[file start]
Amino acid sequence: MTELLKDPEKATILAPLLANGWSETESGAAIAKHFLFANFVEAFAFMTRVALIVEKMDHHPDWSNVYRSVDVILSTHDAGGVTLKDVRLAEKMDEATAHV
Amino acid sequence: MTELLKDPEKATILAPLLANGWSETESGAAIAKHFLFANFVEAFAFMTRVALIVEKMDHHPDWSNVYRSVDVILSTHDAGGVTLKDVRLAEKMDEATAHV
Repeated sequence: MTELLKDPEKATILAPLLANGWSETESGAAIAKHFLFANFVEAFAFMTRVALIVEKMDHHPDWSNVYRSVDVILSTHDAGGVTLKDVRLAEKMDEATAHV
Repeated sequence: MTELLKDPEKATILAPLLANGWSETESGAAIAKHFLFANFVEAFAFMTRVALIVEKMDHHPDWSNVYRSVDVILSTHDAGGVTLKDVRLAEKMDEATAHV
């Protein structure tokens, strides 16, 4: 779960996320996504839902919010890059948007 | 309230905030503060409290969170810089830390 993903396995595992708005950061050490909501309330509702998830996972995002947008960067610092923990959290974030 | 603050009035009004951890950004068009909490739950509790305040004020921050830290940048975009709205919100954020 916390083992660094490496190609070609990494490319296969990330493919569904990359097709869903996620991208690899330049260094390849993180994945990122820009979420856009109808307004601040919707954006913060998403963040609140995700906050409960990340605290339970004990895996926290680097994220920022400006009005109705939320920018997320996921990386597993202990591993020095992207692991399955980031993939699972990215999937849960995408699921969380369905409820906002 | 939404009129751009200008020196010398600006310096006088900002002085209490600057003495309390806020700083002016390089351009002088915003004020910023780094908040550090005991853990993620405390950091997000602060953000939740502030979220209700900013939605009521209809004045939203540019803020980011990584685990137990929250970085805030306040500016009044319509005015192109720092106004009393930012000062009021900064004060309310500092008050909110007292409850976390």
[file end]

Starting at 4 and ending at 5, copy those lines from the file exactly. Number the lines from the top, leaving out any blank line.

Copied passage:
Repeated sequence: MTELLKDPEKATILAPLLANGWSETESGAAIAKHFLFANFVEAFAFMTRVALIVEKMDHHPDWSNVYRSVDVILSTHDAGGVTLKDVRLAEKMDEATAHV
């Protein structure tokens, strides 16, 4: 779960996320996504839902919010890059948007 | 309230905030503060409290969170810089830390 993903396995595992708005950061050490909501309330509702998830996972995002947008960067610092923990959290974030 | 603050009035009004951890950004068009909490739950509790305040004020921050830290940048975009709205919100954020 916390083992660094490496190609070609990494490319296969990330493919569904990359097709869903996620991208690899330049260094390849993180994945990122820009979420856009109808307004601040919707954006913060998403963040609140995700906050409960990340605290339970004990895996926290680097994220920022400006009005109705939320920018997320996921990386597993202990591993020095992207692991399955980031993939699972990215999937849960995408699921969380369905409820906002 | 939404009129751009200008020196010398600006310096006088900002002085209490600057003495309390806020700083002016390089351009002088915003004020910023780094908040550090005991853990993620405390950091997000602060953000939740502030979220209700900013939605009521209809004045939203540019803020980011990584685990137990929250970085805030306040500016009044319509005015192109720092106004009393930012000062009021900064004060309310500092008050909110007292409850976390």